3 Steps To Re-Energising Yourself When You’re Bored With Your Job

 

What happens when you feel like you’ve hit a plateau at work? You might have been relentlessly dedicated, passionate, and committed when you first came in, but now it’s just different.

It isn’t that you’re overworked, underpaid, or under-appreciated; as far as workplaces go, yours ticks all the right boxes. It’s just that boredom has somehow crept into the picture, and you’re struggling to stay enthusiastic about your job.

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You’re not the only one. According to a 2017 survey by employment research firm Emolument, 70% of Singaporean professionals reported being bored with their work. That alone placed Singapore among the top 4 “most boring countries” to work in, behind the US, Italy, and the UAE.

Although job burnout is mostly associated with overwork, boredom can just easily be a proximate cause for it too. When you’re bored, you also tend to be less motivated and more disengaged at work. You drag your feet to the office every day because it doesn’t stimulate or challenge you anymore.

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It’s one of the top causes of high employee turnover rates. Going job-hunting, though, isn’t necessarily going to solve anything.

Sometimes, it isn’t even an option when you need security in a worsening job market. So instead of treating job-seeking as a foregone conclusion to solve your workplace boredom, here are three steps to re-energising yourself.

P.S. The more you practice self-awareness, the less likely you are to be bored. Take your first step to better self-management today with SSA Academy’s WSQ course on applying emotional competence at the workplace!

 

1. Reframe

Boredom afflicts even the best of us. In fact, one psychological study has reported that those with high IQs are more easily bored. The Harvard Business Review, too, previously stated that people who are smart and curious “quickly lose interest in anything” once they’ve figured it out.

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The key to overcoming a propensity towards boredom is to know what it costs you. Allowing yourself to slip into the inertia of boredom can cause underperformance and become a means of career self-sabotage. Simply reframing your perspectives on boredom, on the other hand, can go a long way in curing yourself of it.

According to James Clear, author of the New York Times bestseller “Atomic Habits,” even the most successful amongst us aren’t somehow immune from boredom. The difference is that they’re able to power through that boredom and stick to their routines regardless.

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To be successful, you don’t have to be in “high-key” mode 24/7; you need to keep falling in love with the process. Treat success less like a destination and more as a process of becoming. This alone can help you retain consistency whether or not you’re bored.

 

2. Re-evaluate

Ask yourself what exactly is causing your boredom. Daniel Pink’s three elements of intrinsic motivation is a useful framework to have in mind when you’re doing this.

Are you bored because you feel that your workplace stifles your autonomy? Is it that you aren’t encountering enough challenges to keep improving your skills and attain eventual mastery? It could also be that you feel disconnected from your work since you can’t find any purpose or deeper meaning to it.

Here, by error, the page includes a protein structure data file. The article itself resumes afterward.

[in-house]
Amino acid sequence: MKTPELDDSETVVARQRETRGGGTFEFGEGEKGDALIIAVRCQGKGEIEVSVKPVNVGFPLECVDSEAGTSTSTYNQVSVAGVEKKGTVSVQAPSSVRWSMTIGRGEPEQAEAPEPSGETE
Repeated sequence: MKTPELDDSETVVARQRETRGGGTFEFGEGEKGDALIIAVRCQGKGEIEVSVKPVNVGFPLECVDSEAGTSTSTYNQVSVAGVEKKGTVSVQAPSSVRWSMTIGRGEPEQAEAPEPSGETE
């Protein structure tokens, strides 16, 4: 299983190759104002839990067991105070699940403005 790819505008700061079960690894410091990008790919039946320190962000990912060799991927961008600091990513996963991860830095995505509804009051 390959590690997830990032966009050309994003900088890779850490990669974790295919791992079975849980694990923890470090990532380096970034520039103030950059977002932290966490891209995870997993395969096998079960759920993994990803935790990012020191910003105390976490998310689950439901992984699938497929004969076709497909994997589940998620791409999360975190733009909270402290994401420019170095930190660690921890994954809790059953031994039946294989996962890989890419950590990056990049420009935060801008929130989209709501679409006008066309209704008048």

Without pinpointing the root causes of your boredom, it’s impossible to devise a strategy to overcome it.

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3. Redesign

If work isn’t stimulating you enough, then redesign it for yourself. This, essentially, is what “job crafting” is all about. Yale Professor Amy Wrzesniewski describes it as “what employees do to redesign their jobs in ways that foster engagement at work, job satisfaction, resilience, and thriving.”

While the term “job crafting” is relatively new, the practice of it isn’t. People have been actively redesigning their jobs for a long time. Wrzesniewski’s research has shown that job crafting has a positive impact on job happiness and performance.

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Instead of prematurely concluding that it’s time to leave your job in search of greener pastures, consider how you can create the kind of job and opportunities that you want in your current position. Wrzesniewski offers three ways of doing this:

  • Task crafting: changing the nature, type, and number of work tasks.
  • Relationship crafting: changing the type and nature of work relationships.
  • Cognitive crafting: changing how you perceive your tasks.

 

Task crafting

If you don’t feel like you’re getting enough opportunities to grow, seek them out. Apart from asking for stretch assignments, you can voice out your concerns to your manager and work out a win-win strategy that provides you with more challenge and allows you to better value-add to the company.

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Relationship crafting

Build up strong personal relationships with your co-workers. Don’t stop at your team members; link up with those in other departments and teams as well. Put yourself in a position to better learn from, collaborate with, and provide support to them.

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Cognitive crafting

Adopting a beginner’s mindset often boosts your creativity. Additionally, try changing the way you describe your work; learn from the famous story of the NASA janitor who said, “I’m helping to put a man on the moon.”

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